But even that isn’t the full truth yet. The above is still a pretty traditional way of looking at what’s going on here. Why? Because nature actually doesn’t do recordings and neither does it do playback. Nothing is every static in nature and nothing can ever be played-back without taking effect on the future. Magical implements might be carriers of recorded patterns but they are not static at all. In constantly repeating their patterns they themselves affect change.

Here is how this worked for me - and this is the part of the story that only dawned on me when I cleaned out my temple to bury all of my magical implements in a remote forest.

For years these tools had accompanied me through a long series of rituals. They were part of my journey conducting many planetary evocations, Saturnian cycles, communions with my HGA, the Arbatel grimoire just as they were part when I ritually began to work on the German land several years ago. All of these rituals live on in them. Some of them had a rather foundational effect on them similar to the grounding of a blank canvas. Others left marks on them in more piercing colors and especially the most recent ones embedded full ritual patterns into them.

Now, these patterns, recorded in my magical tools, want to get heard. They want to get heard by nature’s ears, drunken by its lips and taken in fully by its body. These patterns are seedlings. And some of these seeds are trying to manifest into trees through the walls of my temple already, through the ceiling of my living room, through my own dreams, hell, even through the bodies of myself and my wife living in this place.

So here is what I understood: Magical implements once fully ritually charged hold an urge to become flesh. They are drawing down the spiritual forces attached to them and making them attempt to flesh in every moment of their existence. What they need for this process to work is raw substance - and whatever they get in touch with, they will try to turn into exactly that. Call it a host or call it whatever you want. Yet these tools are so much more than mirrors. They are spiritual machines that will only stop fertilising, colouring, affecting everything that’s around them once they are fully dissolved - both astrally and physically. I guess as magicians we better be careful which patterns we lock ourselves into?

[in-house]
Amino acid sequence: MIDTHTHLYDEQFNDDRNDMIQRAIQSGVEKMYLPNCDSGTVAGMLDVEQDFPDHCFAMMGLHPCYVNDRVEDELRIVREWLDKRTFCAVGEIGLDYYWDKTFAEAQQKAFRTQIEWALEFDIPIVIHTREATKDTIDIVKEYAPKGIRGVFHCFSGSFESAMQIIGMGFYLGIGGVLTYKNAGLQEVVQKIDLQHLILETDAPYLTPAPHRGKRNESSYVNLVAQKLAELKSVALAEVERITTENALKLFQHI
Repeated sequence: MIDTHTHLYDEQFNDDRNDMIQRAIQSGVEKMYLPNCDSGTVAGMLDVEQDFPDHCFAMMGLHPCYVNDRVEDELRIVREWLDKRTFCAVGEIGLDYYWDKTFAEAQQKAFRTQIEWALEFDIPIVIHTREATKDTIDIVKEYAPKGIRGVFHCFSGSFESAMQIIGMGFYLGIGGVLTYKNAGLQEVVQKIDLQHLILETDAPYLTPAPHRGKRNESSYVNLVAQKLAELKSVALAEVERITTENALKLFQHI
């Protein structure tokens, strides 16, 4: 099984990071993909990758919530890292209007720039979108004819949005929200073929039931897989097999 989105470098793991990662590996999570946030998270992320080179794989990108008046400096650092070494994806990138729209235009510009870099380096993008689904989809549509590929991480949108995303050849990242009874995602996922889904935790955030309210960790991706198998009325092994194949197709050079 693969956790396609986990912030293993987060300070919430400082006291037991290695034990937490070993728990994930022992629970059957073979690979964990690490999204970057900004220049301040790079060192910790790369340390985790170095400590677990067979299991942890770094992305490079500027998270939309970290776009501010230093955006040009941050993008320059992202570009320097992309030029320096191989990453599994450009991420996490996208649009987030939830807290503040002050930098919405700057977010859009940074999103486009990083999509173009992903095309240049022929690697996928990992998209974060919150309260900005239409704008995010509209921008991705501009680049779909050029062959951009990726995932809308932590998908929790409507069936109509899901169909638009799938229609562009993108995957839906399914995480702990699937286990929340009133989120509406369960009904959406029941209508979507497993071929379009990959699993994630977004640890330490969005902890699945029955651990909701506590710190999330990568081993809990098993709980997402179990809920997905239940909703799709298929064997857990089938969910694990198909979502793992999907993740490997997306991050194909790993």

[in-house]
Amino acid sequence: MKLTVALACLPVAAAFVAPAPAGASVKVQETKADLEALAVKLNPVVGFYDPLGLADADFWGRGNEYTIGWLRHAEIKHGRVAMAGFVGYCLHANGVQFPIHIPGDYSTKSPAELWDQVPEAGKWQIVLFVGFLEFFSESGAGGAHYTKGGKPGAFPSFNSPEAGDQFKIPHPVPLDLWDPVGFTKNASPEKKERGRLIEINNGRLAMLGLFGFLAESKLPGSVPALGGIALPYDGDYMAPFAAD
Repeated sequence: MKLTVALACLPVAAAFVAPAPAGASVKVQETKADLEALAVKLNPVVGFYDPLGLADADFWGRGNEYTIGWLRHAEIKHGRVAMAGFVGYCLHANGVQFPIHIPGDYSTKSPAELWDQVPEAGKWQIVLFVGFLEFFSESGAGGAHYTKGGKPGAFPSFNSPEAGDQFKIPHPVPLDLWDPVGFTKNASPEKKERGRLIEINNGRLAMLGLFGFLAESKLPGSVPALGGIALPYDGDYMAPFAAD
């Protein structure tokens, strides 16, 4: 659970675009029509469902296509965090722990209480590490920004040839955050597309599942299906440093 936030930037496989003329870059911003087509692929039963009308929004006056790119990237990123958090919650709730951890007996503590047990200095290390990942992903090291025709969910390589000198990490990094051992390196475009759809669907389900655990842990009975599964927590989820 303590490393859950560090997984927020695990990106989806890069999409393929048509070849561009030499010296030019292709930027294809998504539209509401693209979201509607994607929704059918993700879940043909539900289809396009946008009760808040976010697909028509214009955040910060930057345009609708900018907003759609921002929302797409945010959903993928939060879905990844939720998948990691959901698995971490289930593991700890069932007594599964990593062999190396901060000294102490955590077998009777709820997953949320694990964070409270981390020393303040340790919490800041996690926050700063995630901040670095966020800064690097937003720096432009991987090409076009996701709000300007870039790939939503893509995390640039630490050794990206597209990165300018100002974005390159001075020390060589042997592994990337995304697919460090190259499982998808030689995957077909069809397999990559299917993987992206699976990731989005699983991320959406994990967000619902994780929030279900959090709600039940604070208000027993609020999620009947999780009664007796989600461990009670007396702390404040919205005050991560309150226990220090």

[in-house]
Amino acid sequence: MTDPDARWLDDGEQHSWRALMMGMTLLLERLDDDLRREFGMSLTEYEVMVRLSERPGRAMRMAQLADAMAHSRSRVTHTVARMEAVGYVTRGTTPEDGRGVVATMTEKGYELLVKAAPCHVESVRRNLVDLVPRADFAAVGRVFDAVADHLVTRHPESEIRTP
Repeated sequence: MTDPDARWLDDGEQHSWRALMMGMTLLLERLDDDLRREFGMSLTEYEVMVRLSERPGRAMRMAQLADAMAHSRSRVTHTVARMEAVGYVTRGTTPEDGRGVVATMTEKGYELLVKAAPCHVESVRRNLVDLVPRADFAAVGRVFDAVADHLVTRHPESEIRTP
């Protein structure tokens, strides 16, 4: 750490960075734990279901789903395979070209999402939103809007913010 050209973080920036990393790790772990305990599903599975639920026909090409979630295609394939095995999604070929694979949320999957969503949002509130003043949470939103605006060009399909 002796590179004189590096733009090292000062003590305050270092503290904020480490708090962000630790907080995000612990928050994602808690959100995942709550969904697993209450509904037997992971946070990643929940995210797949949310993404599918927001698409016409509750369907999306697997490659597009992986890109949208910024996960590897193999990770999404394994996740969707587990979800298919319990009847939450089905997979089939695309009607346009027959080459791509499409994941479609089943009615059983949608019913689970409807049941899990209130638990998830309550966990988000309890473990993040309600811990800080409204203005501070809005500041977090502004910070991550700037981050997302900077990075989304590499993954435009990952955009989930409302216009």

And that was why I needed to bury my temple’s paraphernalia. In essence for me there were two main reasons:

  1.  The 'story' that I had told through my rituals over the last several years had grown strong enough as a mythical pattern to be released. This particular pattern was about refreshing the German land and it was recorded in all of the tools I had been working with. Putting these tools into the land, burying them, was the only way to make them truly flesh. It was the final act needed to close the ritual cycle.
  2. Secondly, this pattern had grown so strong, it began affecting me both physically and psychologically in a negative way. During the stage of its inception my mind, my body and heart had been the source as well as the host of this pattern. From within me the pattern was expressed in rituals and sublimated and enforced through many spirits’ help. Yet now, more than three years of continuous works later, it was still trapped in my temple, in my implements and even within me. Releasing its patterned powers into the German land was not only a technicality to finish the ritual cycle, it was an essential act to protect myself from being blown up. But boy, did it teach me about the powers of ritual patterns, the forces behind spiritual creativity and the thirst for life captured in many myths.

By bringing all of these wonderful tools into their graves in the forest, I am also bringing them to a new beginning. If a gardener was sad when bringing seedlings from their tree nursery out into the wild, I guess they should have looked for a different job altogether? Burying the physical manifestations of many years of magical work out in the open, of course is a bitter-sweet act for me. I need to let go of a lot of close friends. I am loosing many patterns I had grown fond of. But it also helps me shedding a skin that otherwise would have locked me down, stalled me, and ultimately would have surrounded me with death - either my own or the one of my magic. 

It's only with this letting go I understood these tools never belonged to me. While I might have birthed some of them, they always held a life of their own. I guess the only way to avoid such ‘goodbyes’ is to perform your rituals out in the wilderness, ideally naked, without leaving any traces but things that nature can dissolve itself... Such path of the empty-hand is hugely powerful as it acts without attachment. Yet the seeds it produces are different from the ones we can create in our own temples. It’s in these spiritual greenhouses, these magical recording studios, these ritual workshops that we create patterns so unique, so powerful and deep that once released they unleash new stories in the world around us.